Michelle Poya Stands in Front of the San Francisco Ferry Building

Building Inclusive Digital Experiences through Universal Design

Michelle Poya is a lead user experience analyst for San Francisco Fed application services. Her job: ensure IT builds websites and apps that everyone can use.

Poor digital experiences are everywhere. “Submit” buttons that don’t work for keyboard-only users. Low-contrast color schemes that make text unreadable for people who are colorblind. Font sizes that are simply too small. The list goes on.

For many people, these poor experiences are a full-stop roadblock to getting things done.

“Striving for universal design is one of my passions,” Poya explains. “Too often, you see an accessibility review bolted onto projects as an afterthought. That’s not acceptable at the Federal Reserve Bank of San Francisco. We recognize that everyone wins when you bake inclusivity into digital experiences. It’s the same as having curb cuts on sidewalks or elevators in buildings—people who use wheelchairs depend on them and the public at large benefits from universal design across a vast range of abilities.”

Poya collaborates with a core multidisciplinary design and development team, and she regularly brings in others for user research sessions. That might mean running focus groups with stakeholders or running usability tests with employees at the San Francisco Fed’s in-house usability lab. Or it might mean partnering with LightHouse for the Blind and Visually Impaired to test website prototypes with super-users of assistive software.

“I like what I do because I’m always helping people. Making interfaces and websites more interactive and user-friendly for people of all demographics,” she says.

Inclusion and diversity have grown as core values at the San Francisco Fed over the last few years. Poya has stepped up as an advocate for accessibility and universal design in the workplace as a FedAble employee resource group (ERG) leader. She’s coordinated a number of events to help employees learn more about what it means to live with various physical and cognitive challenges. American Sign Language training classes. Sensitivity training with LightHouse. A musical performance by a band whose members have autism.

“The idea is to build empathy and start conversations around if we’re unintentionally hindering someone from doing a job they’d otherwise be great at,” she says.

One of Poya’s favorite events was an inclusion pop-up experience. “With the craze for pop-up museums around the country, such as The Museum of Ice Cream and The Color Factory, I thought, why not do one focused on inclusion?”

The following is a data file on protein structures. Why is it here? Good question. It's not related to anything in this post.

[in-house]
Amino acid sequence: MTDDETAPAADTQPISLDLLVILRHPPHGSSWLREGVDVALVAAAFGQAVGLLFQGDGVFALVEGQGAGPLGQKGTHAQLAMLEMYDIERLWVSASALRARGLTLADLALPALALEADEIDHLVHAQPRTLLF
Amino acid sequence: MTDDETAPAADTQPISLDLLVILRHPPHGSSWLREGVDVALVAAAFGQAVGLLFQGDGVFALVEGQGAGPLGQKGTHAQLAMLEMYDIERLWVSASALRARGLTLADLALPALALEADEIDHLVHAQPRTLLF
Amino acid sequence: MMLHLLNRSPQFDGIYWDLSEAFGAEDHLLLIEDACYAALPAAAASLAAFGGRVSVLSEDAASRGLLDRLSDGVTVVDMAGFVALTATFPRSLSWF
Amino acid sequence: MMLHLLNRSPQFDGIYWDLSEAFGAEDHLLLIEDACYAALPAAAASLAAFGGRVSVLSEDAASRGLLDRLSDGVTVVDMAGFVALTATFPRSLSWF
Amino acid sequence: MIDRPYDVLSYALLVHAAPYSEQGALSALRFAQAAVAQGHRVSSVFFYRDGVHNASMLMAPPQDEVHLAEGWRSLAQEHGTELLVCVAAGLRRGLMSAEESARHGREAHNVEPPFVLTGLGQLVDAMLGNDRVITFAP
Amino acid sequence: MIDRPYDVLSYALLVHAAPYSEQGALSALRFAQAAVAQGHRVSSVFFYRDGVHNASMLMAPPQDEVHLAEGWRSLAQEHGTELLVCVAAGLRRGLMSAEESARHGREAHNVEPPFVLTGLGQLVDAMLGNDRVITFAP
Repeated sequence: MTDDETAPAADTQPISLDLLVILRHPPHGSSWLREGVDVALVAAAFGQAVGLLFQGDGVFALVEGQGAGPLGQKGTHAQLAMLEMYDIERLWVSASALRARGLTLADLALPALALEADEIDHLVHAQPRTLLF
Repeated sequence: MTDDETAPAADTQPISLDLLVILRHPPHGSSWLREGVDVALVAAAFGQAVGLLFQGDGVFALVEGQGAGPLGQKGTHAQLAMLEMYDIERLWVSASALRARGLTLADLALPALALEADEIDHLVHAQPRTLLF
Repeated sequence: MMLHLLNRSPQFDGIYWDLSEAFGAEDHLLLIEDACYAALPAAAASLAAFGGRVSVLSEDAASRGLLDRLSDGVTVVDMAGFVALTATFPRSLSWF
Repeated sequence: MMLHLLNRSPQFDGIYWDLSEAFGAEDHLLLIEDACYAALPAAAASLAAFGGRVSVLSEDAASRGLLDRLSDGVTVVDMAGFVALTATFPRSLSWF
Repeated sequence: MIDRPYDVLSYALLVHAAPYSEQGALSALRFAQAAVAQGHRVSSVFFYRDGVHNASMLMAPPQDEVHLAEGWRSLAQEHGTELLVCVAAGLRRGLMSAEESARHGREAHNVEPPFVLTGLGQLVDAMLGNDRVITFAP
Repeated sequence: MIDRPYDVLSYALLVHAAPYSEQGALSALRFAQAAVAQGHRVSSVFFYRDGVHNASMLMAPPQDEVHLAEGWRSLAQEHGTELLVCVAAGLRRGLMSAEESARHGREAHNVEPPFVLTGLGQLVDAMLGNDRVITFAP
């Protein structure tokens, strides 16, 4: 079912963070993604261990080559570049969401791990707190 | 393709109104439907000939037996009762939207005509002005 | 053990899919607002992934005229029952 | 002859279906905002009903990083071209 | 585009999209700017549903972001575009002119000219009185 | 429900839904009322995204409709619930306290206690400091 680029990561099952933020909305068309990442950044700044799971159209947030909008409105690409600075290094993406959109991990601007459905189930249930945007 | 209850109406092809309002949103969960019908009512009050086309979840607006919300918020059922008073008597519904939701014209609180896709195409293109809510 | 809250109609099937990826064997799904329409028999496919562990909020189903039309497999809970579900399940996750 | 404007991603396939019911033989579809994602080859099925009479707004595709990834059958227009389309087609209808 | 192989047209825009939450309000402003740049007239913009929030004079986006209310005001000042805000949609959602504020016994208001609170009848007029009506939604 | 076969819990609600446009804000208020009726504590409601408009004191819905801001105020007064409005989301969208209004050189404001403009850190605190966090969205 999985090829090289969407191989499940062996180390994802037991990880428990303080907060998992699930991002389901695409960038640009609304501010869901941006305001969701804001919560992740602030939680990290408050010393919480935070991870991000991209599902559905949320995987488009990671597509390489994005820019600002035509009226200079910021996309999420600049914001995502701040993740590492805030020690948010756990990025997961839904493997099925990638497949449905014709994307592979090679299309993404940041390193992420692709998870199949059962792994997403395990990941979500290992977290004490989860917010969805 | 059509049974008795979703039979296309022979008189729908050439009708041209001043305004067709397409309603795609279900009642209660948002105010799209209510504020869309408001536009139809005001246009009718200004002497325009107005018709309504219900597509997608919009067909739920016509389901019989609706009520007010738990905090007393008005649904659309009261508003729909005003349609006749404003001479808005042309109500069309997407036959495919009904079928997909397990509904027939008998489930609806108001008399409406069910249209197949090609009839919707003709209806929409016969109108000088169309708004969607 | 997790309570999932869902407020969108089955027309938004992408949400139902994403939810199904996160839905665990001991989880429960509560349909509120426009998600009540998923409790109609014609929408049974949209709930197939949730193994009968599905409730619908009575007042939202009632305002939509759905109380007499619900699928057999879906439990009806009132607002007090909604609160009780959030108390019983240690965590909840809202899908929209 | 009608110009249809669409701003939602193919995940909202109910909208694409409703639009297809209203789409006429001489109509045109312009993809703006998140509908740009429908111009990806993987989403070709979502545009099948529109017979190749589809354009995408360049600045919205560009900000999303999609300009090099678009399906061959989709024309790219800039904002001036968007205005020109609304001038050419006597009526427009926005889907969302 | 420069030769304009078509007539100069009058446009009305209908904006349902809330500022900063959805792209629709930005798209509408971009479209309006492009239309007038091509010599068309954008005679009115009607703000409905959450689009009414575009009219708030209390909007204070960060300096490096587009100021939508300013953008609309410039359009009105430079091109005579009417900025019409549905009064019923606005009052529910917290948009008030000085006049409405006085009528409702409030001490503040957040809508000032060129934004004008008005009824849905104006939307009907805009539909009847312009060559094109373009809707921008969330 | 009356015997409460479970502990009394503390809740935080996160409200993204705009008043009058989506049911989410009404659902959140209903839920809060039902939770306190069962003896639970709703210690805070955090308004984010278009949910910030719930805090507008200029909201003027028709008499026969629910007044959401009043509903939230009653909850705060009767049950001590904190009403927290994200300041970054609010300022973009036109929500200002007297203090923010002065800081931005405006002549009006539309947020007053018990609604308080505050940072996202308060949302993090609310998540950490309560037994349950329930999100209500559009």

The User Experience team partnered with FedAble to set up stations where employees could get a taste of what it’s like to live in someone else’s shoes. For example, they could try on gloves and try to pick up coins to simulate arthritis and other fine-motor challenges, or glasses that simulated visual impairment. Or they could explore various assistive technologies that help people do their jobs and navigate the world.

Poya credits her dad for imbuing her with an early awareness of the needs of others.

“He was always coordinating different events to do good for the community. He worked on building bridges between individuals who had Down syndrome, younger children, and senior citizens, for example. Many Christmas seasons, my family and I would deliver teddy bears to children’s hospitals. I learned from him at a very young age how to be compassionate and help others,” Poya reflects.

As Poya entered college, she wasn’t sure what kind of career would help her carry out her drive to help others. She studied communications and child development and thought of teaching. Looking for direction after graduating from San Diego State, she ended up working as a “high profile nanny,” caring for the children of several well-known actors.

Then Poya moved to San Francisco, deciding to leave child development behind and pursue a new career.

She worked as a customer loyalty representative for a daily deal site and quickly fell in love with being the “voice of the customer” in company meetings. She moved on to a social media analytics startup that required her to wear many hats. But she felt herself always coming back to the user experience.

“It all ties back to the users’ needs. I was the person who knew the most about what individuals wanted because I actually talked to them. From there it was a natural transition into conducting user research sessions,” Poya recalls.

Her role and skillset evolved.

When Poya saw that the San Francisco Fed was looking for a user experience analyst, she recognized herself in every detail. She applied and was hired, and has loved working at the Fed. It was here that she first got involved in inclusion, an area where she hopes to continue making a difference.

“I would love to continue to grow the inclusion and diversity initiative to make our workspaces even more accommodating,” Poya says.

With the FedAble ERG, Poya is also working to start a diversity employment program to hire more people who are differently-abled.

“Growing opportunity for disabled and differently-abled candidates is something we can all take pride in,” she says.